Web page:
24 October 2016
In the current low-yield environment, Asian corporate bonds and senior secured bank loans are among the options that still offer a fair return. Photo:
In the current low-yield environment, Asian corporate bonds and senior secured bank loans are among the options that still offer a fair return. Photo:

Proceed with caution: Balancing risk and return

We have entered an investment environment comparable to a construction zone full of potential pot holes where lights are flashing: “Proceed with Caution”. While volatility and potential risks are heightened, overall return expectations are relatively low.

A predicament arises for investors as global monetary policy has been designed to penalize savings and induce risk-taking. Yields and returns from low-risk assets have declined to historically low levels, causing investors to stretch for yield by going down the credit curve and investing in less liquid or riskier assets. Unchecked risks have been largely rewarded in buoyant fixed income and equity markets with excess liquidity also dampening volatility.

The premiums for assuming risk have now compressed to levels that warrant investors adapting their portfolios to better manage downside exposure going forward. It is fortunate that the market “panic attacks” over the past few years have been short-lived, providing us an opportunity to learn the lessons of the direct correlation between risk and expected return without having to pay the price of a permanent loss of capital.

The strong return received from traditional asset classes relative to the muted volatility over the past seven years has been extraordinary. We should recognize this as a unique period in history and be careful not to project these outcomes forward indefinitely.

There is a disconnect between interest rates being at all-time lows in an artificial effort to stimulate stalling economies and stocks in many countries near record highs implicitly projecting robust growth. Investors do not need to look beyond the fact that over US$11 trillion of investments are currently held in sovereign bonds with negative interest rates – the irrational behavior of paying to lend money – to realize that risk is being mispriced. This flight to safety has inflated valuations in many assets that have historically been defensive and made them risky.

We believe this beckons caution and have been working closely with our clients to migrate their portfolios into pockets of the markets where returns remain fair relative to the risk in order to deliver more stable returns and help to mitigate the potential erosion of purchasing power.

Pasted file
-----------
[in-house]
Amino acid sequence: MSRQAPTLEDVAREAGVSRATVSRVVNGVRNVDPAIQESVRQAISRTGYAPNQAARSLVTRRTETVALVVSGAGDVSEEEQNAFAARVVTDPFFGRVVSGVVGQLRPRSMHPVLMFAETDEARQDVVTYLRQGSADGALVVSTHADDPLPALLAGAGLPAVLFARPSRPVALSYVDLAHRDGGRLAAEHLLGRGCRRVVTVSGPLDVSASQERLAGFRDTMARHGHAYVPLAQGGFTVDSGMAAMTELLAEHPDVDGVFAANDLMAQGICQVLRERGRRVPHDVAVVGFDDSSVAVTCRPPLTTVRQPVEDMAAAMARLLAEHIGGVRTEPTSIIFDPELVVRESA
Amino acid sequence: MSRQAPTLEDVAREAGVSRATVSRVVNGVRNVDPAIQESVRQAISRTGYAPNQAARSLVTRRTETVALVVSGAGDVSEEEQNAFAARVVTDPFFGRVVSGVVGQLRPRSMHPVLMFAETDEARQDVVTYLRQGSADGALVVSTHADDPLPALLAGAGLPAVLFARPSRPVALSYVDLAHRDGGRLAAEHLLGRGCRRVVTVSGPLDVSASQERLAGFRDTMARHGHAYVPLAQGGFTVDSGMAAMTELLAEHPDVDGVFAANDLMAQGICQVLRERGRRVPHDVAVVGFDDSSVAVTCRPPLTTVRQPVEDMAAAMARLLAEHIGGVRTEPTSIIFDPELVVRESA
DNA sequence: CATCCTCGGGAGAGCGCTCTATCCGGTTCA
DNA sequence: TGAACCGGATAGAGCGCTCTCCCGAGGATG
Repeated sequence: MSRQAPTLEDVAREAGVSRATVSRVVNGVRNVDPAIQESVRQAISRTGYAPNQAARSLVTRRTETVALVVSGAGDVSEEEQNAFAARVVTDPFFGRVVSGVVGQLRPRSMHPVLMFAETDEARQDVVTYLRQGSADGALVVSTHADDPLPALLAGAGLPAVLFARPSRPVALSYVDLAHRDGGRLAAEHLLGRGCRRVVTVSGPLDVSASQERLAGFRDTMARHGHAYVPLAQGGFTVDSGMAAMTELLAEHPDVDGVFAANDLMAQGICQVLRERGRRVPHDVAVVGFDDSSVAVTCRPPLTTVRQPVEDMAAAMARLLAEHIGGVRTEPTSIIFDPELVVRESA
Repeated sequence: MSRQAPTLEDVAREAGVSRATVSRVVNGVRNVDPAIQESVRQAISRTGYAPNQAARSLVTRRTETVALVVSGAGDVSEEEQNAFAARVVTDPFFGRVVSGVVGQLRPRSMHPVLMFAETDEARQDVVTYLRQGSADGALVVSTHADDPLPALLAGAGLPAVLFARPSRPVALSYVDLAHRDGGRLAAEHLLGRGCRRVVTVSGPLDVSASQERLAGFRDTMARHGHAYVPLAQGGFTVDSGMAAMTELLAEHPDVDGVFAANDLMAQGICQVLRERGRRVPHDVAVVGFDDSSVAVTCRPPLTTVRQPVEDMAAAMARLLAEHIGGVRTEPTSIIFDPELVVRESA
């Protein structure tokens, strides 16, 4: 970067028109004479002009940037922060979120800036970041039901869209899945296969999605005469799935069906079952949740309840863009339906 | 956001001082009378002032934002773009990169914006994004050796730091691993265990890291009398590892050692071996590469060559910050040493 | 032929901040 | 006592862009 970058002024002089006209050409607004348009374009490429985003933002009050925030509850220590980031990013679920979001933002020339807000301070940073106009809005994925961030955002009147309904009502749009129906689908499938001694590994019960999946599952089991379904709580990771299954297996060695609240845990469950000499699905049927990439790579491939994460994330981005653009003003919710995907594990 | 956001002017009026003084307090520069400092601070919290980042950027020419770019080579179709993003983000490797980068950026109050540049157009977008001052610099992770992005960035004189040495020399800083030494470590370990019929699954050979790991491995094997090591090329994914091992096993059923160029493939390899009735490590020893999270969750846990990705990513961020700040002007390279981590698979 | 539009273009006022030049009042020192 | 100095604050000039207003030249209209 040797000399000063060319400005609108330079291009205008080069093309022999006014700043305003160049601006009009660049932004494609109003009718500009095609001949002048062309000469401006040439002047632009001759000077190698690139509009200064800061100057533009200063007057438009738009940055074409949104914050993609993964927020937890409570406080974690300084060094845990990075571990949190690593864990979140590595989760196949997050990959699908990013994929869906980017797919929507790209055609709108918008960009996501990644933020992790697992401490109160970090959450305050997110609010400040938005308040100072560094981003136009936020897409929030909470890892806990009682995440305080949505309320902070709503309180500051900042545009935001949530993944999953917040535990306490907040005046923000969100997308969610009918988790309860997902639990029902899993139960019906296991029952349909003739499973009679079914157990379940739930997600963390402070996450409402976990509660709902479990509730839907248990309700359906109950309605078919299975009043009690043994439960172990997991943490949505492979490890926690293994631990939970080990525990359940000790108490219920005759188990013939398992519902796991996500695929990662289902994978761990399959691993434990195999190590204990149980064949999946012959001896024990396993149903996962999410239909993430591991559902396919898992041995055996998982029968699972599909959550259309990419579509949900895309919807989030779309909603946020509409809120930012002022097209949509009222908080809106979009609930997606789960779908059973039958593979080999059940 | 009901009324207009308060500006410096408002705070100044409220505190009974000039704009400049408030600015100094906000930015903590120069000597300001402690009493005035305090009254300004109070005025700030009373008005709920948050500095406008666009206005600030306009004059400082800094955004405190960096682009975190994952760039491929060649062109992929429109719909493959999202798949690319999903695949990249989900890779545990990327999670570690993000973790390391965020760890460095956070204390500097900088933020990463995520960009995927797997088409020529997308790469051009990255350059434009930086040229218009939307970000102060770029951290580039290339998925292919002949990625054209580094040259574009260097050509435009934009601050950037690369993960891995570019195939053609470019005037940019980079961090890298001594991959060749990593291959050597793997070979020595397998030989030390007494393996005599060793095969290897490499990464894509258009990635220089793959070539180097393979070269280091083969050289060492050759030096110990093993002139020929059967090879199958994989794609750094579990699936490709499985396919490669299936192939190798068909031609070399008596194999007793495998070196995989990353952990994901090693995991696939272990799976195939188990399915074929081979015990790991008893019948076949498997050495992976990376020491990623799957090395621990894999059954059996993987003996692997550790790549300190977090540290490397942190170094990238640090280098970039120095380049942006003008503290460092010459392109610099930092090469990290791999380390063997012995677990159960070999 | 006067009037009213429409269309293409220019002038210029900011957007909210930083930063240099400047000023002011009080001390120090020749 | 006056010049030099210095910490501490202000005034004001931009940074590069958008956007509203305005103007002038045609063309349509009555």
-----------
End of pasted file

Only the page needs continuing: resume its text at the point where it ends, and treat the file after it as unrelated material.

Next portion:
From our experience, the perspective of investors in Asia has been adjusting to market conditions in a healthy way and expectations are more reasonable. There is a willingness to accept lower returns in exchange for predictability of investment outcomes rather than assume undue risk for which they may not be compensated.

There has been a change in both the mix of underlying assets and the nature of the investments in client portfolios. With the level of market uncertainty, we are seeing investors shift towards lower risk, yield substitutes and becoming more receptive to alternative investment strategies. There is a recognition that the traditional asset allocation strategy of 60 percent equities and 40 percent bonds may not work going forward.

To help increase portfolio efficiency with less correlated investment strategies, investors have shifted allocations towards alternative investments, such as hedge funds and private equity. From a risk-return perspective, we believe “alternatives are a good alternative”. While the inclination of many investors is to try to select the “best” hedge fund or the investment strategy that is likely to outperform, the reality is that no one can predict these outcomes in the short term.

Our recommended approach is to craft a diversified portfolio of high quality hedge funds across complementary investment strategies including equity long/short, event-driven, global macro, fixed income arbitrage and managed futures. This has generally been additive to returns and help stabilize investor portfolios.

Investment opportunities always exist for the patient investor. Areas that we see as more attractive in the current environment include Asia corporate bonds and senior secured bank loans. Excess liquidity in developed markets coupled with a home bias from investors has resulted in exceptionally low yields and risk premiums as we are all painfully aware.

Rather than go down the credit curve or assume longer maturities in the US or Europe, investors can gain a yield pick-up in Asian corporate bonds while retaining credit quality with shorter duration.

Senior secured bank loans are also an area that is not well understood by investors and provide attractive yields that are also floating rate. Being senior and secured in the capital structure of non-investment grade companies and having the floating rate feature of loans has historically translated into lower volatility than other fixed income options.

While it may not feel like it’s been an easy ride, we have benefited from an unusual and lengthy period of robust returns for both equities and bonds with relatively low volatility. It is worth heeding the road signs and realistically assessing the potential for current conditions to offer the opposite bargain of “return-free risk” in many typical safe-haven assets like sovereign bonds.

Still, by slowing down and keeping your hands on the wheel, there are select opportunities to realize fair returns in less trafficked areas of fixed income and alternative investments while de-risking your portfolio to navigate the road ahead.

– Contact us at [email protected]


Head of Asset Management, Asia Pacific, Credit Suisse

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